Death of a Champion: Andy Irons 1978-2010

You should also check out the post above - Memorial Tribute to Andy Irons
But be careful, you'll probably cry.
I did.

The unthinkable has happened in professional surfing. The young man who brought a new athleticism and 21st Century upgrade to the sport of kings is dead. At just 32 years old. It’s hard to say because it still doesn’t seem real a week later, but three-time world champ Andy Irons is dead. Here begins the what ifs.
He didn’t die in an exotic, far away place on a surfing trip. He didn’t die in massive waves or rough conditions. He didn’t die in competition at all. Not even in the water, which for most surfers, is the place they’d want to go out.

Andy Irons, one of surfing’s greatest champions, died alone and hurting in a Dallas airport hotel room, hundreds of miles from the ocean. And it seems unfair, cruel even, because he’d earned something better than that. The cruelty is that it came just weeks before the birth of his first child.

Despite various news stories and a certain air of mystery currently surrounding his death, it’s fair to say at this point that his death was related to Dengue fever. For those who don’t know, Dengue fever is an illness transmitted by mosquitoes in the tropical regions of the world. The World Health Organization estimates there might be 50 million cases each year and it considers the disease an epidemic in more than 100 countries.

It can appear like a bad case of the flu at first, and then get worse, with symptoms including fever, severe headache, muscle and joint pain, rash around the body, abdominal pain, nausea, vomiting and diarrhea. Even in recovery, symptoms can include prolonged fatigue and depression. If the infection advances to Dengue hemorrhagic fever, internal and external bleeding can occur, causing blood pressure to fall. Given the laundry list of possible symptoms, Irons’ final trek from Puerto Rico to Dallas seems superhuman.

The facts of Irons’ last few days are mostly known at this point:

He withdrew from the Rip Curl contest in Puerto Rico on Saturday, Oct. 30, due to what were described then as severe flu-like symptoms. He left Puerto Rico Sunday, Oct. 31 and took an American Airlines flight from Miami to Dallas, a scheduled stopover on his flight back to Hawaii. Shortly after boarding the connecting flight in Dallas, he was removed from the plane. Irons himself or a family member rescheduled the connecting flight for Tuesday morning and Irons checked in to the airport’s Grand Hyatt Hotel. When Irons didn’t respond to a wake-up call Tuesday morning Nov. 2, hotel staff brought police in for a “welfare check.” Irons didn’t respond to a knock on the door and police entered to find Irons on his back in bed with the covers up to his neck. Rigor mortis had already set in.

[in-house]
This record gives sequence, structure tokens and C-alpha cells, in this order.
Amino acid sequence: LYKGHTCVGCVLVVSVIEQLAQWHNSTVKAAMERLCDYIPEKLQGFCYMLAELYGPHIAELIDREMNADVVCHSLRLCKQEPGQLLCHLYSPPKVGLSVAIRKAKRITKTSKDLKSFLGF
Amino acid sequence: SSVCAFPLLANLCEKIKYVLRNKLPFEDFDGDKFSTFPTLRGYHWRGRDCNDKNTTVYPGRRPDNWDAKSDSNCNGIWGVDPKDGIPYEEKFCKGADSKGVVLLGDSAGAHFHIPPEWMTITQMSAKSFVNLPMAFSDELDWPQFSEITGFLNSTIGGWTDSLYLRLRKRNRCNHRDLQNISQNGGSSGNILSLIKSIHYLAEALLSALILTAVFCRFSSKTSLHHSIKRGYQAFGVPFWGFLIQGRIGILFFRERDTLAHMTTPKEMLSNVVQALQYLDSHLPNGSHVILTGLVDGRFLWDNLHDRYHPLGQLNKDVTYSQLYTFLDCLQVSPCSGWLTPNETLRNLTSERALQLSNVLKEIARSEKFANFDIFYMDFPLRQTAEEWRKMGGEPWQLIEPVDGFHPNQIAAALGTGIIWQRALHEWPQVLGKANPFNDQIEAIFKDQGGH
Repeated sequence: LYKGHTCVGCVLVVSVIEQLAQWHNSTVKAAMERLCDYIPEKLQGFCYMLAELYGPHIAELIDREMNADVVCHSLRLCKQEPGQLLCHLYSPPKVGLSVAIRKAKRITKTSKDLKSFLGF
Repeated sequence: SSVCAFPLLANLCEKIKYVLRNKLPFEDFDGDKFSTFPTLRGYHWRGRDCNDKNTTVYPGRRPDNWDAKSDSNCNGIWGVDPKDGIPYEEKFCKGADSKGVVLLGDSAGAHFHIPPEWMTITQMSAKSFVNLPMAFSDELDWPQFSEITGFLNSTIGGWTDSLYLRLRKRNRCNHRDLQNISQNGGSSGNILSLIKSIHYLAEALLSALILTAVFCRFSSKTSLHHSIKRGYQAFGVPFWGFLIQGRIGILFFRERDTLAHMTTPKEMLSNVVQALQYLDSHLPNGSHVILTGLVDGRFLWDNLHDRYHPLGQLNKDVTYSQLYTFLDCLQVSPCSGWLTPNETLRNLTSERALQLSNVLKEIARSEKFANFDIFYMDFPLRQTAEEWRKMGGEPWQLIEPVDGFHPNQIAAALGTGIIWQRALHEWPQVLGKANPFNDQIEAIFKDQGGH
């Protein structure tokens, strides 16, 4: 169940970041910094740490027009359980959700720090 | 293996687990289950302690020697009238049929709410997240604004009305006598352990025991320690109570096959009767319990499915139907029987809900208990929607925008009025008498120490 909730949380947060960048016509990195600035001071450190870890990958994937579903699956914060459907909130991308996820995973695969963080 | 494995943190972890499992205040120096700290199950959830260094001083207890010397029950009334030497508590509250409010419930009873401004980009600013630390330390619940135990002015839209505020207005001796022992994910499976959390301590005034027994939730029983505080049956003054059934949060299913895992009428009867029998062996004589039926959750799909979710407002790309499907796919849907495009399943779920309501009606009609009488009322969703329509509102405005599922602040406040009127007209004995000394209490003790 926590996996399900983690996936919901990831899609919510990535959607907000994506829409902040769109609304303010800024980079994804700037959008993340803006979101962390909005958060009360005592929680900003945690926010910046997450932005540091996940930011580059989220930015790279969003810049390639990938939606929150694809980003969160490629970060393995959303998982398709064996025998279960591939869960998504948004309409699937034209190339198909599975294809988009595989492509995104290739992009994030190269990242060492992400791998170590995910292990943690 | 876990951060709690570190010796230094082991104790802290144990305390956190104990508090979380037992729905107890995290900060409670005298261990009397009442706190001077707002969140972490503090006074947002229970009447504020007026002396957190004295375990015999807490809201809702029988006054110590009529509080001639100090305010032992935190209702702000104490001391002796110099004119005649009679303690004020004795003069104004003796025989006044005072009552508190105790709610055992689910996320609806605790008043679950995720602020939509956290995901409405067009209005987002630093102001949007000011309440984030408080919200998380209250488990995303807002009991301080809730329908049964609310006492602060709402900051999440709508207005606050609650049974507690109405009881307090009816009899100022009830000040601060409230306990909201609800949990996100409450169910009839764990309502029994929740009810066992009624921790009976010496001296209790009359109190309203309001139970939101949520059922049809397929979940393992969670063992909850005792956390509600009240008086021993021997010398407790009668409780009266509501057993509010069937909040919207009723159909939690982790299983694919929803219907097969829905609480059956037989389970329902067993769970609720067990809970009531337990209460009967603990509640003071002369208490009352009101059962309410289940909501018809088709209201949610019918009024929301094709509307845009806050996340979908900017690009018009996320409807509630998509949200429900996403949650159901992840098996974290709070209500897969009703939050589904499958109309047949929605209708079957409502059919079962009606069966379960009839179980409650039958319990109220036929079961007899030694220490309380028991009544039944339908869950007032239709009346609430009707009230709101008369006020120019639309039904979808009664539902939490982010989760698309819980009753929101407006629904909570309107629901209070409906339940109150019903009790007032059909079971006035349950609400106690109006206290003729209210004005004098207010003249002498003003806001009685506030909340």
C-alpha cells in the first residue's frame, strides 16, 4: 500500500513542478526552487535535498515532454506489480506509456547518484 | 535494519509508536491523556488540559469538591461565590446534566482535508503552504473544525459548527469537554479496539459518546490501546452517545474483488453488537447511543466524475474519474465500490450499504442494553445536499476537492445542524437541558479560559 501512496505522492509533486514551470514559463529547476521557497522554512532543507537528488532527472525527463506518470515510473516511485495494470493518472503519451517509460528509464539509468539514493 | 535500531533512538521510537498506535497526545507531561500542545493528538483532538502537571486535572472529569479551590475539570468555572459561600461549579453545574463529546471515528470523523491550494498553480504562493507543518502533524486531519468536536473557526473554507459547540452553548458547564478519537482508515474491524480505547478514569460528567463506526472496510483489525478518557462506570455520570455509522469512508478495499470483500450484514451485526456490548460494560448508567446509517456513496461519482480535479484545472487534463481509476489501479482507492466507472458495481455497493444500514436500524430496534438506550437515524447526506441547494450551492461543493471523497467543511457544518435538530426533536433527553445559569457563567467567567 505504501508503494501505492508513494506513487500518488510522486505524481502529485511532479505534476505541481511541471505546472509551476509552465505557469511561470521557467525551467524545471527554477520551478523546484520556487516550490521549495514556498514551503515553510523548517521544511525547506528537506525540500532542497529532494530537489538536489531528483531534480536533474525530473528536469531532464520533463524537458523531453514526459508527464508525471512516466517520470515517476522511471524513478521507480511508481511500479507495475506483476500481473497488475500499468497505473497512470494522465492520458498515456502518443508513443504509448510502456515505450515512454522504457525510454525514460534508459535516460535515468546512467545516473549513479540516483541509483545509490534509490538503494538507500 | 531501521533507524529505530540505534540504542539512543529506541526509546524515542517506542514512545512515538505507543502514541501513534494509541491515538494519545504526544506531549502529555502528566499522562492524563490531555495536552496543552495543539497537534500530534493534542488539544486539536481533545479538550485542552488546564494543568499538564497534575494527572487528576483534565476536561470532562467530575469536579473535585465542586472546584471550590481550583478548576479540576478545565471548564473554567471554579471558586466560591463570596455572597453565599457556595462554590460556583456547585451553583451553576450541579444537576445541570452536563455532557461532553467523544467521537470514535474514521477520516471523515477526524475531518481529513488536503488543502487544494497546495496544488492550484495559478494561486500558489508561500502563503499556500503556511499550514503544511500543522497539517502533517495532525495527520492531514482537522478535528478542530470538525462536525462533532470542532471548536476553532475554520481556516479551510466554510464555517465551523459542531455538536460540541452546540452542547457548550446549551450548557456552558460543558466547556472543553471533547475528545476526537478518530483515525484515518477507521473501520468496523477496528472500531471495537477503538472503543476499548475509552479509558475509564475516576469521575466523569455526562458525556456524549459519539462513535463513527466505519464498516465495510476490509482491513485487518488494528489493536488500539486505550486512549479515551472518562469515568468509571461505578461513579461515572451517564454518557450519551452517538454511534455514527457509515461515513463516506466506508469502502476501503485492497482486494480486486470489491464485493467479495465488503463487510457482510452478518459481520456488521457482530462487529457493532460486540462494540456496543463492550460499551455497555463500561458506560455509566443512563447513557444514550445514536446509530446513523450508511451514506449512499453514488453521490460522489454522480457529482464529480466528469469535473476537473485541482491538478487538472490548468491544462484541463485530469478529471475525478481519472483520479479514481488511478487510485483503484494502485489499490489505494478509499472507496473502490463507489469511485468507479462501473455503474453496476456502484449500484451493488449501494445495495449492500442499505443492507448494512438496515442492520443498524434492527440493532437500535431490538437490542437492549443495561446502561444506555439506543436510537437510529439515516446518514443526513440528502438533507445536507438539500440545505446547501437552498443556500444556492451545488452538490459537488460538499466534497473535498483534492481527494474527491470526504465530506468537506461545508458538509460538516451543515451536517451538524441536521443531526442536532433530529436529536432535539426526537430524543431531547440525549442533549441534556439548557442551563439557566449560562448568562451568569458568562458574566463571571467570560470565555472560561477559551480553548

This is a death profound and far reaching. The surfing industry and the surfing world has never dealt with the loss of a competitor as young, active and high profile as Andy Irons. There is simply nothing – not even the heroic death of Hawaii’s Eddie Aikau in 1978 – that has prepared the surf world to deal with this.

The most apt comparison was made by an Irons’ family friend.

“The North Shore felt like it was 9/11,” the friend said.

And just like the collective mindset after the Sept. 11 attacks, no one knows exactly how to feel, what to say or what to do. Nothing feels quite right. A mass of people are simply dumbfounded and caught so completely off guard, it’s hard to figure out how to go forward.

Now like then, some things have helped ease the pain. Memorial paddle outs in Puerto Rico, Bali and Australia and a massive one scheduled for Hawaii with an expected 3,000 people, give proper tribute to a fallen brother and icon. Nature demonstrated its emotion for an island son too, as rain fell in Hawaii for five consecutive days from the announcement of his death, an element surely adding to Irons’ legend.

And for certain, surfers around the world dedicated a wave or a session to him, raised a glass or will name their child in his honor.